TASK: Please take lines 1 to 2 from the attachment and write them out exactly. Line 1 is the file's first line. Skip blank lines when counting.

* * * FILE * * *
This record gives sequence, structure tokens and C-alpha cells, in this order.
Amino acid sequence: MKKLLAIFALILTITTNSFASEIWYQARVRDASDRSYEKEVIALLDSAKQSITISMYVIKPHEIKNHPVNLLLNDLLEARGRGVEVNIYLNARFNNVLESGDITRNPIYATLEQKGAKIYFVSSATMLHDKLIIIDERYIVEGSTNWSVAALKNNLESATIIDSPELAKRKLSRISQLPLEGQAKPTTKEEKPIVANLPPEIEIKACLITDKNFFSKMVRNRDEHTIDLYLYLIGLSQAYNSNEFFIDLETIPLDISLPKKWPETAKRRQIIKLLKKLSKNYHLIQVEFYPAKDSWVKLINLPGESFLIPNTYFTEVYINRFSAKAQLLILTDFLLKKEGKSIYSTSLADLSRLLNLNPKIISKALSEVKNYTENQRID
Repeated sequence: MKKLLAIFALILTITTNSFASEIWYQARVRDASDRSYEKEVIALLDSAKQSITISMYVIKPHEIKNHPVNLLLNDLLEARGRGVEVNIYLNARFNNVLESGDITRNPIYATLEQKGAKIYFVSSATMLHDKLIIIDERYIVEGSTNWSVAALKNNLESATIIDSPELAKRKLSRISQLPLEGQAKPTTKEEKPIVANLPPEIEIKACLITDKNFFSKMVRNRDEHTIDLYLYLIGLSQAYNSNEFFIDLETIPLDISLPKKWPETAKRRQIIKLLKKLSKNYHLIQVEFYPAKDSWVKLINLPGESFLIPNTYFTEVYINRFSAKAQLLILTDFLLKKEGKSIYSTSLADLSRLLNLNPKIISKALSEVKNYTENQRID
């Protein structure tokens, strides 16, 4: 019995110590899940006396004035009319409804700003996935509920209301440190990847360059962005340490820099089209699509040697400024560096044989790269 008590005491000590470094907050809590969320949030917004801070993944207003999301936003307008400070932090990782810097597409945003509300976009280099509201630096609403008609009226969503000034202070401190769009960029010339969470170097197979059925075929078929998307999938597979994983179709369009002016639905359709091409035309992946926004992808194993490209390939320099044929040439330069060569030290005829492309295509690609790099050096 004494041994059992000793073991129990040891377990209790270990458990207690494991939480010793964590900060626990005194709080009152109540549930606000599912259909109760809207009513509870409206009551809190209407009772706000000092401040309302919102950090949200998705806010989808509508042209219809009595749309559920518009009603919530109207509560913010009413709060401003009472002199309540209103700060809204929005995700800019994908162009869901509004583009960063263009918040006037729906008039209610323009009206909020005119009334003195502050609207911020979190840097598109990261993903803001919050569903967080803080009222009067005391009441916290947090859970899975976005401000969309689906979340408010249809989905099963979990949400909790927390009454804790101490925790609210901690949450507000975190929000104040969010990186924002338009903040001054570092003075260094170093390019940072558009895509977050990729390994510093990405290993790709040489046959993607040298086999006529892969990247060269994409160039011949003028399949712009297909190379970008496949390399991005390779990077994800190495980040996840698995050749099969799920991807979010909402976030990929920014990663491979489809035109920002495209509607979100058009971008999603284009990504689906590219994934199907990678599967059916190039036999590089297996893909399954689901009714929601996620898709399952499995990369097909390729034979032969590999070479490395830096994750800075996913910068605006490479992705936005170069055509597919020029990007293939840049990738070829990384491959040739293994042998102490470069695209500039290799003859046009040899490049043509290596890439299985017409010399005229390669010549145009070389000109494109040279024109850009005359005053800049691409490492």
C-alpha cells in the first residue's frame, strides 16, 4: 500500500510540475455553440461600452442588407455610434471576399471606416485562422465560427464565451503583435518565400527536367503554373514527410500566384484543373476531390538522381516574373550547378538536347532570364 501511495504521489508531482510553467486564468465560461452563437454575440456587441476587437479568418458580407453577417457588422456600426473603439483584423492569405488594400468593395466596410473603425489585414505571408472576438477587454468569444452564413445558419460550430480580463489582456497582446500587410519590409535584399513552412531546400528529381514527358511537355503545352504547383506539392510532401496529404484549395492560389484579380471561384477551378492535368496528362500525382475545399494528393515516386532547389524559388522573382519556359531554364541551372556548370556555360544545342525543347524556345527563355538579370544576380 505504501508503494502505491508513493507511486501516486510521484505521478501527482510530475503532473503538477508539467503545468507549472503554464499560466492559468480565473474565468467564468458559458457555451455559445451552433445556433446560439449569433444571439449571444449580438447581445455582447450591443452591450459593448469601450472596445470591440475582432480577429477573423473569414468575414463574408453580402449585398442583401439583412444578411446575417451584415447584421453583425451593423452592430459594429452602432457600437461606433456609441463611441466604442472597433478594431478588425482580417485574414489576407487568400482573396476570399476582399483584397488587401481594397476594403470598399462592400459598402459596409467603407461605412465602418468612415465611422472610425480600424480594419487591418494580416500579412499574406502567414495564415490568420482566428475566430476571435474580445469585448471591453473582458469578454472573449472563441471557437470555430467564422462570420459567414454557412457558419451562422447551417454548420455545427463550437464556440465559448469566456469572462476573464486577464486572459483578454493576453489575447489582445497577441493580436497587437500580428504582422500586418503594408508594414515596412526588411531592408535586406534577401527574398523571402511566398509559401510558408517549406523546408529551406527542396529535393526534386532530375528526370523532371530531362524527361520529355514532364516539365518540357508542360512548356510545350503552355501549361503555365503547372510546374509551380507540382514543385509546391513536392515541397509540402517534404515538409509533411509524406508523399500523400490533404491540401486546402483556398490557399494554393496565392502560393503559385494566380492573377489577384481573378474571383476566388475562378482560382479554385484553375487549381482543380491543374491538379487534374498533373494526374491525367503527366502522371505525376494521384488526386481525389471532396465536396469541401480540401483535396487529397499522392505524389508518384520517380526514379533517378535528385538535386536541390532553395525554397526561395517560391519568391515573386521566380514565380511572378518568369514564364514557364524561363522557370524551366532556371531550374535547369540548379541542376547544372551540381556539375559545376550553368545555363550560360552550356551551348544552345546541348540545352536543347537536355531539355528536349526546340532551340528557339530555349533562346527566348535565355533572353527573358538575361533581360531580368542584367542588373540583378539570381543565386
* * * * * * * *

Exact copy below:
This record gives sequence, structure tokens and C-alpha cells, in this order.
Amino acid sequence: MKKLLAIFALILTITTNSFASEIWYQARVRDASDRSYEKEVIALLDSAKQSITISMYVIKPHEIKNHPVNLLLNDLLEARGRGVEVNIYLNARFNNVLESGDITRNPIYATLEQKGAKIYFVSSATMLHDKLIIIDERYIVEGSTNWSVAALKNNLESATIIDSPELAKRKLSRISQLPLEGQAKPTTKEEKPIVANLPPEIEIKACLITDKNFFSKMVRNRDEHTIDLYLYLIGLSQAYNSNEFFIDLETIPLDISLPKKWPETAKRRQIIKLLKKLSKNYHLIQVEFYPAKDSWVKLINLPGESFLIPNTYFTEVYINRFSAKAQLLILTDFLLKKEGKSIYSTSLADLSRLLNLNPKIISKALSEVKNYTENQRID